This Washington

Revenue Bill Moves Forward; SEIU Local Says No

By Josh Cohen March 2, 2010

As we reported yesterday, House Finance Committee chairman Ross Hunter (D-48) has introduced a bill to create $857 million in revenue to help maintain current funding levels for state services like education, the basic health plan, children's health, and Medicaid by removing tax exemptions on things like out-of-state businesses, private planes, corporate board compensation, bottled water, elective cosmetic surgery, and candy and gum. The House Finance Committee held a packed public hearing for HB 3191 this morning before voting it out committee, six to five.

As expected, the bulk of the testimony was from business advocates citing the damning impact that getting rid of certain exemptions would have for small businesses or from health, education, and low-income advocates who praised the representatives for working to preserve social services.

There was, however, some less predictable testimony—including a Seattle businessman praising the removal of tax exemptions and SEIU Local 6 linking arms with the Republicans and business advocates in opposition to the removal of the tax exemption on janitorial services, worth about $19 million in revenue to the state this biennium.

SEIU Local 6 represents around 3,000 janitors in King, Pierce, Snohomish, and Spokane counties. Emily Sokoliski, a representative for Local 6, testified that the removal of the sales tax increase on janitorial services will disproportionately affect union janitors.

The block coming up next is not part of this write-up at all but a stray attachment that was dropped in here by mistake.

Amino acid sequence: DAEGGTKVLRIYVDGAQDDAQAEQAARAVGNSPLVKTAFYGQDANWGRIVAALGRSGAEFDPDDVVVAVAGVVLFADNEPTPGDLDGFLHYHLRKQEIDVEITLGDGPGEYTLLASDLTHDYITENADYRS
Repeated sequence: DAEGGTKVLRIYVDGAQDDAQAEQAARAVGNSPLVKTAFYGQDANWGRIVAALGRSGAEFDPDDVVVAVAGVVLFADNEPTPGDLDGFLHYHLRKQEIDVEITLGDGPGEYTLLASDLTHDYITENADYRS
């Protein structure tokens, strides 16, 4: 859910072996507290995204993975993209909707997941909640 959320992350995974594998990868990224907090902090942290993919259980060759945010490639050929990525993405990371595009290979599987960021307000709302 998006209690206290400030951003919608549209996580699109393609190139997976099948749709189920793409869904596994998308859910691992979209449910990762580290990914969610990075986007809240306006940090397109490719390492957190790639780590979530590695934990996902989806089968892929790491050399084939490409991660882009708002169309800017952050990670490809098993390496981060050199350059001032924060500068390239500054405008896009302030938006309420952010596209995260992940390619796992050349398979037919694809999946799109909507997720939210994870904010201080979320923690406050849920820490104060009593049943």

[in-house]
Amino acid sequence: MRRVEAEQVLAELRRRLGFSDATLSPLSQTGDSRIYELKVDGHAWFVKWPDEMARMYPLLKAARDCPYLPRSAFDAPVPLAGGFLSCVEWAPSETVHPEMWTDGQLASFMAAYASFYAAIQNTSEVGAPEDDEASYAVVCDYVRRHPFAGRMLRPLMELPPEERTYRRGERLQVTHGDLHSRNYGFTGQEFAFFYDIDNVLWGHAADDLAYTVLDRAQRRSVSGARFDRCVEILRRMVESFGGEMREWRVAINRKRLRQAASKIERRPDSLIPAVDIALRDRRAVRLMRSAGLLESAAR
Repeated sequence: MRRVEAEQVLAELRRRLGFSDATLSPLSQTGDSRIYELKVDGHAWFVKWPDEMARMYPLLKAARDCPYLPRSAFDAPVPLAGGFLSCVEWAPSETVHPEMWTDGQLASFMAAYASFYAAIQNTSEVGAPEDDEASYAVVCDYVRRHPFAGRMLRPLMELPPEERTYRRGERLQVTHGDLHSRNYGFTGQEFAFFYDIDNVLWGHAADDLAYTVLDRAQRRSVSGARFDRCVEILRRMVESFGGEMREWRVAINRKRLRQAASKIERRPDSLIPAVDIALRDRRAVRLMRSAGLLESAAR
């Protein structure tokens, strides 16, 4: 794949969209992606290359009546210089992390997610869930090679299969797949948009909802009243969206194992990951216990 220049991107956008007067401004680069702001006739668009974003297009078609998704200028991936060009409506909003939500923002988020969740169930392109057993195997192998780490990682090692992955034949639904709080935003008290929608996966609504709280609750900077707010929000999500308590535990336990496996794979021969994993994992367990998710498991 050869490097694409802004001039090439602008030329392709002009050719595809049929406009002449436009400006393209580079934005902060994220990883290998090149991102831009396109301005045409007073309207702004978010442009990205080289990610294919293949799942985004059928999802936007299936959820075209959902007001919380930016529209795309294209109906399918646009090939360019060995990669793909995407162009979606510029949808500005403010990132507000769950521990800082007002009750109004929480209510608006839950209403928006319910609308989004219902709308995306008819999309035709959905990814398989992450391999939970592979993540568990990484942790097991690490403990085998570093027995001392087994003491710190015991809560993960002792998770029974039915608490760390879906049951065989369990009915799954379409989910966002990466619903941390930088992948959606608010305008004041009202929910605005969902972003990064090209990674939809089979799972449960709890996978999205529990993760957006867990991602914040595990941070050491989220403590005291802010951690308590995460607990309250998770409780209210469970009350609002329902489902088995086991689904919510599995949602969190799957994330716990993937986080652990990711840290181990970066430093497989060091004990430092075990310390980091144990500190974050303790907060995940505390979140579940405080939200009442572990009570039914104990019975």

"This bill threatens our members' living wage and benefits," said Sokoliski.

According to Scott Freeman of Pacific Building Services, a janitorial company that only hires unionized workers, companies will be forced to pass the 9.5 percent sales tax increase to their customers, who will, in-turn, move to non-union janitorial services—leading to job loss.

Kalama Rep. Ed Orcutt (R-18), the Finance Committee's ranking Republican, made a similar argument to Publicola yesterday, saying the bill will be the difference between laying off employees or not for an employer in his district.

Other SEIU branches, including SEIU Healthcare 1199NW and 775NW and Local 925, are members of the Rebuilding our Economic Coalition—the group of Washington organizations that has pushed for a revenue solution all session—which voiced support for Rep. Hunter's revenue plan. Though it makes sense for the interests of their members, it's nonetheless noteworthy that the union testified against a revenue-raising bill.

Paul Purcell, President of Beacon Development Group, a 14-employee business in Seattle, also eschewed the standard line when he testified in support of increased revenue.

"I support this bill and applaud [the representatives] courage in supporting essential state services," said Purcell.
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